Anuvia Plant Nutrients, which uses organic wastes generated in the growth and processing of food to convert the organic wastes into biofertilizer, received $103 million C round financing to scale up production of biological fertilizers.

 

The French Gaïago, which received a $15.4 million financing, has launched a biostimulant based on plant extracts and mineral elements.

 

Groundwork BioAg produces cost-effective and high-efficient mycorrhizal inoculants for supply to mainstream farming industry, which will increase crop yield and reduce dependence on phosphate fertilizers while improving carbon sequestration in soil. The company has established commercial operations in major countries, including the United States, Brazil, India, Canada, Europe and Ukraine. In April 2022, Groundwork BioAg opened a representation office in Sanya, Hainan, China, having thus officially started its business in Chinese market.

 

The Canadian Lucent BioSciences is positioned to develop sustainable, carbon neutral and pollution-free fertilizers via the use of its proprietary technology. Its key technique encompasses proper combination of bioavailable micronutrients (iron, manganese, copper and boron) with cellulose, which does not cause nutrient loss but can ensure a satisfactory absorption of nutrients by plant roots.

 

Biological Control

 

AgBiome raised $116 million funds last year. AgBiome’s core competence lies on the platform Genesis™ as developed on its own. The platform can quickly and efficiently screen and identify functional genes via a big data platform to allow for further identification of functional strains and breeding traits. The platform has so far identified more than 100 microbial strains for potential application to biological solutions.

 

Agbiome has launched several bio fungicides and is also making research of bio nematicides. The company is currently developing microbial fungicides and nematicides for African farmers for application to maize, sorghum, banana and yam.

 

Peptides, Insect Pheromones: Specific Financing and Terrific Progress

 

Biological control, which is based on peptides and insect pheromones, is a fast-growing novel and sustainable solution in recent years. Pheromones are non-toxic and are generated from insects; peptides are SHBs. This is safe for work staffs and beneficial insects, without harm to the environment. Among the TOP 15 financing cases, two cases were respectively related to these two products.

 

Vestaron, which raised $18.30 million funds in 2021, as being backed up by its platform engaged in development, production, optimization and supply of bio pesticides, has achieved commercialization of its peptide-based bio insecticides, having been put on sale satisfactorily. In this May, the company received another $82 million C round financing for development of its peptide insecticide Spear, which is used for extended application to row crops and for development of product of contact toxicity against soft pests such as thrips, aphids and whiteflies. In addition, the company is prepared to invest in development of a new product range.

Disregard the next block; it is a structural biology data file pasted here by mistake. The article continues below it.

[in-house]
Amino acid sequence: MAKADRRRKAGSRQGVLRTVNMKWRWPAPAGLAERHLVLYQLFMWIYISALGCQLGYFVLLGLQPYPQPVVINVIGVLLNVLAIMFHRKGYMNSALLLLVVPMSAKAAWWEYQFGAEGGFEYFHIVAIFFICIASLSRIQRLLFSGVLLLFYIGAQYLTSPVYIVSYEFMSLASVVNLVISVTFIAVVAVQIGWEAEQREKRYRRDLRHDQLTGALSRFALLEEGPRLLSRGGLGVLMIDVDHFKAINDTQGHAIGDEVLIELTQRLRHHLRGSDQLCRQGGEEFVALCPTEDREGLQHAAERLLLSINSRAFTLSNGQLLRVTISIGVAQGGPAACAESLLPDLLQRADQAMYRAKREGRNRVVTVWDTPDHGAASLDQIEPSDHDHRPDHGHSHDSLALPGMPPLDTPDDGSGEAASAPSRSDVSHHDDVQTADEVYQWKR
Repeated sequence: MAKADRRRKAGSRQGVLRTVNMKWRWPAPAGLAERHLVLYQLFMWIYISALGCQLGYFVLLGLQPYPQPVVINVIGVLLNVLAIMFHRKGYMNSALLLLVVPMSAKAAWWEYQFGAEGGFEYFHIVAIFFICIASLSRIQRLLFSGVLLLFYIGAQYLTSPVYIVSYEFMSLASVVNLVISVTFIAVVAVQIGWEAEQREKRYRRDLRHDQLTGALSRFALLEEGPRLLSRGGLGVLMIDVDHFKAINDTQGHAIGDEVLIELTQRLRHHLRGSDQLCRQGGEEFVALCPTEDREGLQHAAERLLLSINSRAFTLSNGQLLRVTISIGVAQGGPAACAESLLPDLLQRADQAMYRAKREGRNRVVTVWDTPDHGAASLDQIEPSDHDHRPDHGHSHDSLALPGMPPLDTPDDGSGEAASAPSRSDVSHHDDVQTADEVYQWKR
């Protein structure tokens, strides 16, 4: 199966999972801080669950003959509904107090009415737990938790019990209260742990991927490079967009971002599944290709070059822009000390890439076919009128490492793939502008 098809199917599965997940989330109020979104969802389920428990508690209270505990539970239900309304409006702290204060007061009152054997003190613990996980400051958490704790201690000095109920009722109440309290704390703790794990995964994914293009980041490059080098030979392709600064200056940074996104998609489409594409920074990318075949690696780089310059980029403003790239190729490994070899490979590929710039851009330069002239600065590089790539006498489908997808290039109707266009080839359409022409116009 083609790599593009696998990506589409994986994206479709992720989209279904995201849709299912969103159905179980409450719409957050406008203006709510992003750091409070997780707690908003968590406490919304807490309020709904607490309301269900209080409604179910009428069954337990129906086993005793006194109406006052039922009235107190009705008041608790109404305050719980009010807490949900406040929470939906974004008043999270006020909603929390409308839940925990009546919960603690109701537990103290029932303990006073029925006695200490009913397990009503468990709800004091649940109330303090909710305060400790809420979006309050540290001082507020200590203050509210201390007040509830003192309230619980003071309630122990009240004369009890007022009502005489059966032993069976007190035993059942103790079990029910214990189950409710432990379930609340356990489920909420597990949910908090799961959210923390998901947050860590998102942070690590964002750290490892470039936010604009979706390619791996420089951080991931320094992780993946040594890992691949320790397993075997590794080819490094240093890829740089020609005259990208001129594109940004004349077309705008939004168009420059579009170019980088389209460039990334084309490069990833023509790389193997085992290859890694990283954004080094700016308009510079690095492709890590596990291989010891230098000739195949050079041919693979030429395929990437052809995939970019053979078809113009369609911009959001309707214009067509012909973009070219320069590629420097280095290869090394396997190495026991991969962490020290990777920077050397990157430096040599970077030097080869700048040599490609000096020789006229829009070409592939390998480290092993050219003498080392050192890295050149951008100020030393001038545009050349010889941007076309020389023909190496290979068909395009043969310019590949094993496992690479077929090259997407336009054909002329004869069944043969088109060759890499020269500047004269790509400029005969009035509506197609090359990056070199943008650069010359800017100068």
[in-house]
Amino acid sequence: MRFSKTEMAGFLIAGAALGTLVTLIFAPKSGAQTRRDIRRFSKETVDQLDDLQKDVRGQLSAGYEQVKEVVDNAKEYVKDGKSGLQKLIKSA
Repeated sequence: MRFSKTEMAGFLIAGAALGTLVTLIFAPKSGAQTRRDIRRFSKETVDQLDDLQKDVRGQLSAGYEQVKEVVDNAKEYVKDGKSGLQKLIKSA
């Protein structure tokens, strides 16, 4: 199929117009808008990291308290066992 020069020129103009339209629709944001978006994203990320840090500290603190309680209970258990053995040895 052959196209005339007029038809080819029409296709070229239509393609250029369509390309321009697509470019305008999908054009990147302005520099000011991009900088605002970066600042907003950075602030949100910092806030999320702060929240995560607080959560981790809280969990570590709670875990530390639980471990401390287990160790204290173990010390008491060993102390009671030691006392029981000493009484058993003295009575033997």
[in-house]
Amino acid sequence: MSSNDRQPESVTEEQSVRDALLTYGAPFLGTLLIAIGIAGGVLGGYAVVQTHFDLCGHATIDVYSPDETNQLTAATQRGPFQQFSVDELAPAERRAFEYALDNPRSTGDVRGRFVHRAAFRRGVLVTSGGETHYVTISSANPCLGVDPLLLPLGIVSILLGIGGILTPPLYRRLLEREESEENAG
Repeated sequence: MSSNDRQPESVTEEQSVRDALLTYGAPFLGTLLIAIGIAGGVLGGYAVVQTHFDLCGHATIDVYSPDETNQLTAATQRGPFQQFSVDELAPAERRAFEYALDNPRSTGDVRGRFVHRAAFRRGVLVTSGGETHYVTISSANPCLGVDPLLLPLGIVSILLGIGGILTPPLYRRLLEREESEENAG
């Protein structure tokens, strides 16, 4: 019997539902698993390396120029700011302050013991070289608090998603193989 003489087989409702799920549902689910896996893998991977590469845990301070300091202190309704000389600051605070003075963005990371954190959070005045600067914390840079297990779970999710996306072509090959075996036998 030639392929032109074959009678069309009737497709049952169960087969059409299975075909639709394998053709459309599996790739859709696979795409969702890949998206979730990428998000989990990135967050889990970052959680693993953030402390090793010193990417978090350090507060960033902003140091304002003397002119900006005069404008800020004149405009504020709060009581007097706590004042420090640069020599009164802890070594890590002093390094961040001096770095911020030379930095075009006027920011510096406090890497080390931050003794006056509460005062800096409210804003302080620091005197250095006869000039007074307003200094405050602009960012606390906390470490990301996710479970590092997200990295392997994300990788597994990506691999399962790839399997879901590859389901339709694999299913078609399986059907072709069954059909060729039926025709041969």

Micropep raised $10 million funds in A round to develop peptide-based products, FMC Ventures joined the financing. Micropep has developed a proprietary technology that precisely enhances plant traits without altering DNA via spraying of “miPEP” (a unique natural peptide family that regulates plant microRNAs), having circumvented public pressure on GMOs and avoided the cost of RNAi. Its regulated plant phenotypes include germination, early-stage growth, disease resistance and flowering.

 

BioPhero’s strength lies on its new development and extension to the ways of production of insect pheromones via microbial fermentation, being capable of providing pheromones for growing of row crops such as corn, rice and soybean at desired cost, quality and quantity. As known to all, production of insect pheromones has always been at a higher cost. According to the company’s assertion last August that no companies within the industry could successfully produce pheromones at a cost and scale fit to global practical applications. However, the company is able to produce tons of pheromones and is ready to start production of its first product. The $17 million funds raised by the company was provided by DCVC as the lead lender, joined by FMC Ventures and Syngenta Group Ventures.

 

Provivi, another insect pheromone R&D company, does not have its own production plant, being involved in a supply chain which is lengthy and complicated. The logic behind its borrowing from the Gates Foundation is similar to the “one for one” business model of Tom Shoes, where Provivi commits to development of product for sale to smallholding farmers in Kenya, Bangladesh and India, whilst the funds of Gates Foundation are spent on farmer education related to product to help build relationship between farmers and Provivi , such that farmers will continue their purchases at cost price.

 

“Cost Decrease and Efficiency Increase” - Mainstream of Bio-Agricultural Development

 

Cost is a bottleneck which restrains scale-up development of biological products. Among the above enterprises, a lot of them are good at cost reduction, in different ways, whilst all of them are advancing toward this goal. Some use innovative production method; some apply cutting-edge technology; and some try to improve the efficiency of pesticide use by improved spraying. All these efforts are targeting at reduction of cost of applications.

 

The aforesaid BioPhero could successfully break down the high-cost barrier to development of insect pheromones via innovative production method; Invaio, which received two sums of funds last year totaling to $139 million, is working on an eye-catching precision transport system, which combines an active ingredient (a natural peptide) with a physical transport system as built upon 3D print injection to transport biomolecules to the vascular system of crops.

 

Groundwork BioAg says that they took the lead in cracking the code for mass production of high-concentration and cost-efficient mycorrhizal inoculants.

 

The conventional Sterile Insect Technology (SIT) is costly, not economical for the majority of industry sectors. BigSis has developed an innovative automated production system that could reduce the cost of SIT solution by 90%, being particularly appealing to investors.


Source: AgroNews